Key Theories of Digital Culture
- ECTS credits
- Teaching semesters
- Course code
- Number of semesters
Objectives and Content
The candidate has knowledge of:
- central texts within Digital culture
- central theories and theoreticians within the field of Digital culture
- central debate questions within Digital culture, for example around technology, body, identity, gender and ethnicity
- current aesthetic, ethical and philosophical topics in Digital culture and related fields
The candidate can:
- orientate themselves among competing approaches and design an independent approach to the field
- compare competing frameworks of understanding and assess their relevance for a specific topic within Digital culture
- design knowledge targets as a basis for method development in the master's degree project in Digital culture
The candidate can:
- apply in-depth knowledge of academic writing including strategies for documentation and bibliography
- criticize general perceptions in the media based on theory
- formulate and convey this reflection to both an academic and a general audience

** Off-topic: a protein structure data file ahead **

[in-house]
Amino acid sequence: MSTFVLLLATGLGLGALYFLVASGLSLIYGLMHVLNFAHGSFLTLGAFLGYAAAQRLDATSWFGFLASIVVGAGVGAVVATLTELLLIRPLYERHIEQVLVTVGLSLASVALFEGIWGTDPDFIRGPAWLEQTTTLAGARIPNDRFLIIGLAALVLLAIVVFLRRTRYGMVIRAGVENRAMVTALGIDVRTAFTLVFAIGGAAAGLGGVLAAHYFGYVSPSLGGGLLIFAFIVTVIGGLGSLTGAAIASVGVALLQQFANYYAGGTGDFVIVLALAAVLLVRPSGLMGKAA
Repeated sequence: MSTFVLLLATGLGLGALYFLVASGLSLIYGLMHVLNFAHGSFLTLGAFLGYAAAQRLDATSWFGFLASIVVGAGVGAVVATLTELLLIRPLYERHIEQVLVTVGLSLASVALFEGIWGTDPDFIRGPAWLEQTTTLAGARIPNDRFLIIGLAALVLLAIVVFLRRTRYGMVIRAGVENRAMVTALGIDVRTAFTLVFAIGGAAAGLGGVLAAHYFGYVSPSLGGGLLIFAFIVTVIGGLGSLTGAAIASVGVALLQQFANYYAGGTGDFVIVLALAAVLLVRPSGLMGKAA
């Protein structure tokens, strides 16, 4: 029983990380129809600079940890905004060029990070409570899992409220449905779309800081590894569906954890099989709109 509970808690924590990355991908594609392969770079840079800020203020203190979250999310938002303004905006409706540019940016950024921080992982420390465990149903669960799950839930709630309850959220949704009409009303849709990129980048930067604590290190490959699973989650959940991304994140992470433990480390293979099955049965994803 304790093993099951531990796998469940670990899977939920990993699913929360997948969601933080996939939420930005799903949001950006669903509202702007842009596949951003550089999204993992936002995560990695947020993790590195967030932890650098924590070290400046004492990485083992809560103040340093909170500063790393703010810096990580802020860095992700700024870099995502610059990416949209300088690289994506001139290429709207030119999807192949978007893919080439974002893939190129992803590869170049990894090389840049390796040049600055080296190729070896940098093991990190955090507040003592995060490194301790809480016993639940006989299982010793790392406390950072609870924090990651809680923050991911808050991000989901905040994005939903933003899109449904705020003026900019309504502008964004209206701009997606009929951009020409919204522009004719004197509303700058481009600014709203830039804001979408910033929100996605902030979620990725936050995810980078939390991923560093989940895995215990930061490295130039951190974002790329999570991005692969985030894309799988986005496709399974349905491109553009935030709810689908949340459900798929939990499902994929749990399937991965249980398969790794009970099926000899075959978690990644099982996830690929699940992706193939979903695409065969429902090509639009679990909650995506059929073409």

Level of Study
Semester of Instruction
Place of Instruction
Required Previous Knowledge
Credit Reduction due to Course Overlap
Access to the Course
Teaching and learning methods
There are twenty weeks in a semester, where ten weeks usually have classes. In the weeks of teaching there will usually be a three hour seminar. The class schedule will be available by the beginning of the semester.
It is expected that students take active part in class discussion.
If fewer than five students are registered to a course, the department might reduce the teaching, please see the department's guidelines regarding this on Mitt UiB. Regarding a course where this is a possibility the students get information about this at the beginning of the semester, and before the deadline regarding semester registration 1.September.
Compulsory Assignments and Attendance
Attendance is mandatory for everything the course covers. Course participation is approved by the course supervisor. If the absence exceeds 25%, the student cannot take the exam.
Around seven smaller assignments are given as part of the course. These assignments are normally written work, such as text interpretations, analytical answers to given questions, case studies or fieldwork. They must be presented orally in the teaching individually or in groups. They are either approved or not approved. The course responsible approves.
The mandatory assignments are valid in the teaching semester.
Forms of Assessment
The students must read an extensive common syllabus (equivalent to between 500 and 1000 pages) of books, articles, online texts and material, films and digital artefacts. Students must be prepared to read longer texts.
All material is usually in English. Students can use and refer to sources in other languages ¿¿in assignments.